So, in honor of your fine achievement, we are embarking upon our own crusade. Each Friday, working from the top left corner of the Fishes of Wisconsin poster, down to the bottom right (which is more than 13 feet away!), we’ll bring you a morsel or two of information regarding a fish. On the poster in our hallway, at least, that means the humble suckermouth minnow is first up – sitting in pole position at the top left corner, barely longer than the head of the bass lurking below it. Continue reading

Open House Recap: Ice Cream, Boat Rides & a Thunderstorm

Trout Lake Station’s 5th Annual Open House and Ice Cream Social was humming along Friday, July 31st. With an hour to go, 332 people had toured the station, getting a look at everything from seed traps, to freshwater bryozoans, to this crazy contraption we call FLAMe.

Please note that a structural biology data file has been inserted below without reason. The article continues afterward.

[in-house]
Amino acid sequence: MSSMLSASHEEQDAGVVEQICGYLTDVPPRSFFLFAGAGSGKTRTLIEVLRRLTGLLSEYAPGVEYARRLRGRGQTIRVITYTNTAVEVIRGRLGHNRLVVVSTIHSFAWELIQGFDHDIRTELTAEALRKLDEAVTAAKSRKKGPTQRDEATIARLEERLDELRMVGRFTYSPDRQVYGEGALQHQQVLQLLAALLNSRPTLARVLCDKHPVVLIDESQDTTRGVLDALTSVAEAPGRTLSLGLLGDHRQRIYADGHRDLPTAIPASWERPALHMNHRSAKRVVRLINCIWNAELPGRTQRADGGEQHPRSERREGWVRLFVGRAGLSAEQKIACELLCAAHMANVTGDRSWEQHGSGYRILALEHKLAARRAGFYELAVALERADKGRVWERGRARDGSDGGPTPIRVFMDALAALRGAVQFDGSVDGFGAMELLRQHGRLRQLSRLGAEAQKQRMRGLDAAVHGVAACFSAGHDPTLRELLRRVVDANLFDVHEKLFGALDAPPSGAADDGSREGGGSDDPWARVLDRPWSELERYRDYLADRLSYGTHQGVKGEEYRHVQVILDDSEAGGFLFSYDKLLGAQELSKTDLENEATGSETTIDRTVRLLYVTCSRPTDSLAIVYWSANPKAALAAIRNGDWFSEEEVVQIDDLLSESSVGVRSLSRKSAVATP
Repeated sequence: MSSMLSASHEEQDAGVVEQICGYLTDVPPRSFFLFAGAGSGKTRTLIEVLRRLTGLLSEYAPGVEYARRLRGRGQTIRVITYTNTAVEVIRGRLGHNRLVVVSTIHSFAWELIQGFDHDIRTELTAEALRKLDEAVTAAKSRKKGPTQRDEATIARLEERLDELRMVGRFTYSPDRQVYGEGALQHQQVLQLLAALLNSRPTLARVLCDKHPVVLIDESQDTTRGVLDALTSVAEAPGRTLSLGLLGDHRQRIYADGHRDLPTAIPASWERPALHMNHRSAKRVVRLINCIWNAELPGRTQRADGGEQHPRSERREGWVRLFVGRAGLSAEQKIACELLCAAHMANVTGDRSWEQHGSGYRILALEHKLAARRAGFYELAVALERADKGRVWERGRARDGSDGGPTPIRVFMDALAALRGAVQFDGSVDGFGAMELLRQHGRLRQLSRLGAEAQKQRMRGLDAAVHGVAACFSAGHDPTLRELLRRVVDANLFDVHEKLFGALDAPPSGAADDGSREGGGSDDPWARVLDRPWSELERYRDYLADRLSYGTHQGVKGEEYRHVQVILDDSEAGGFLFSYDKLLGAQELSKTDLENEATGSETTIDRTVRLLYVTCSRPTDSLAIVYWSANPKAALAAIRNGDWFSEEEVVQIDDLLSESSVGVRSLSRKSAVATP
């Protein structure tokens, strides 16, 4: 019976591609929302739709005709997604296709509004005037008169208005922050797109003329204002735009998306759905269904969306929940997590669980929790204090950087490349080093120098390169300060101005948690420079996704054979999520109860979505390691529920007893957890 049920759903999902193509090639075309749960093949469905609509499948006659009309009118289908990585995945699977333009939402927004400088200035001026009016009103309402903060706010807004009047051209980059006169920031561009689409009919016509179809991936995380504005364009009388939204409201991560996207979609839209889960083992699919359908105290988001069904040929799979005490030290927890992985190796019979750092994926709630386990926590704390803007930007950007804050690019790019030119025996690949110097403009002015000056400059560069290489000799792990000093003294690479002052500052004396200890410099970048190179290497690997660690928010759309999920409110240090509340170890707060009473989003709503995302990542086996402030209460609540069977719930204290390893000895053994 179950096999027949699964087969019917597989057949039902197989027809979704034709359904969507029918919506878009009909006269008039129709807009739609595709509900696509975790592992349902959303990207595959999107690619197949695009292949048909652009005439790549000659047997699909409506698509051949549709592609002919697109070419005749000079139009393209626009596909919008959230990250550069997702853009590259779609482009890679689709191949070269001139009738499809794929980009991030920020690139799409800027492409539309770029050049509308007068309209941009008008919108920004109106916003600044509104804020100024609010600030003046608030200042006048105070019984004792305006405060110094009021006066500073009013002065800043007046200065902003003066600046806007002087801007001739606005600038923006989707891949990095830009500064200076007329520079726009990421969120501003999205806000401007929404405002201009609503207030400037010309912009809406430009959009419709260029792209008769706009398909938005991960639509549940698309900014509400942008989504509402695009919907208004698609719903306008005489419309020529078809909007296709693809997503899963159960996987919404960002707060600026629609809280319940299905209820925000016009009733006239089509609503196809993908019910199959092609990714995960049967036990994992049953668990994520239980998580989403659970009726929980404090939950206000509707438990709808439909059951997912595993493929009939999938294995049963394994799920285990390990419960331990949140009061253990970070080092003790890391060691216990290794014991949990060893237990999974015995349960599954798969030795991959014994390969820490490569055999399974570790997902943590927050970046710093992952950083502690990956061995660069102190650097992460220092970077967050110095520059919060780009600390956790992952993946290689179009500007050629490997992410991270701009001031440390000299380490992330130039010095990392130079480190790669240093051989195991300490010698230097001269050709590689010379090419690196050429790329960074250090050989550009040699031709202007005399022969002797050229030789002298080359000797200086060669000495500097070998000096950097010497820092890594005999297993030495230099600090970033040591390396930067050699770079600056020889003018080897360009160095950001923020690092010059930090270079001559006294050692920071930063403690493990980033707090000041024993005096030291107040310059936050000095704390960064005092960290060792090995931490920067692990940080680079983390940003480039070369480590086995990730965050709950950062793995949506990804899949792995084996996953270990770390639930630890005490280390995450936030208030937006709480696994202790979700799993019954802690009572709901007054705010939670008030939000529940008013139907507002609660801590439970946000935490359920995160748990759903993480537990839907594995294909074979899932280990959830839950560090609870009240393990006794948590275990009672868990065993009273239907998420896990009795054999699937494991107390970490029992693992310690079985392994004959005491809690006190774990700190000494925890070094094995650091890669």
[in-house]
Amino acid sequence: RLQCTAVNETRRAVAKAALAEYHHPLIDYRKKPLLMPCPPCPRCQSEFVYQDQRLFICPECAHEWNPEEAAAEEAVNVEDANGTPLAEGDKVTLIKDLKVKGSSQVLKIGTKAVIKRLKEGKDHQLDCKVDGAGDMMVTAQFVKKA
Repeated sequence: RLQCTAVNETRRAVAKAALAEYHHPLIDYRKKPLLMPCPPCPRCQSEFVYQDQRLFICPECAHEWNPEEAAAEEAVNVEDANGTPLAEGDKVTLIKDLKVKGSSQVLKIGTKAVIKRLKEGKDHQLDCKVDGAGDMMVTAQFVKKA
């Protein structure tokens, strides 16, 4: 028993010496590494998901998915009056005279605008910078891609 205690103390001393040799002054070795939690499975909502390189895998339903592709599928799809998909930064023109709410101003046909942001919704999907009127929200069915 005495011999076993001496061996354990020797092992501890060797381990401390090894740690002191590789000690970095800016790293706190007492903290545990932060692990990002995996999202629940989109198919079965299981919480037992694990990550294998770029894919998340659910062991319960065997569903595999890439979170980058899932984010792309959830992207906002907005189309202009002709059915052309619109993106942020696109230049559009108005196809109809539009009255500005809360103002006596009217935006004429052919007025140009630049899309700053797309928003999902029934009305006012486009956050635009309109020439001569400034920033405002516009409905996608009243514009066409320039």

Freshwater bryozoan

Freshwater bryozoan

It was an outstanding day to do a little science communication and outreach in the Northwoods. We’d nearly exhausted our 7 (yes, seven!) tubs of Babcock Dairy ice cream and and we were only 10 visitors away from breaking our all-time attendance record when, well,  the weather rolled in.

StormVisitors dashed for their cars or huddled under our carport to let it blow over, leaving the record intact for at least another year. In the meantime, here’s a slideshow of what it’s like when we open our doors to the public – enjoy!

Website Aims to Get Madison Lakes on the Map and in the Forecast

MADISON, WI – Imagine packing the car, herding your family on board and heading to the lake – only to find green, scummy water or a closed beach at your destination. Up until now, it’s been an all-too-common end to summer travel plans in Wisconsin. But a new online tool wants to send people to clearer waters.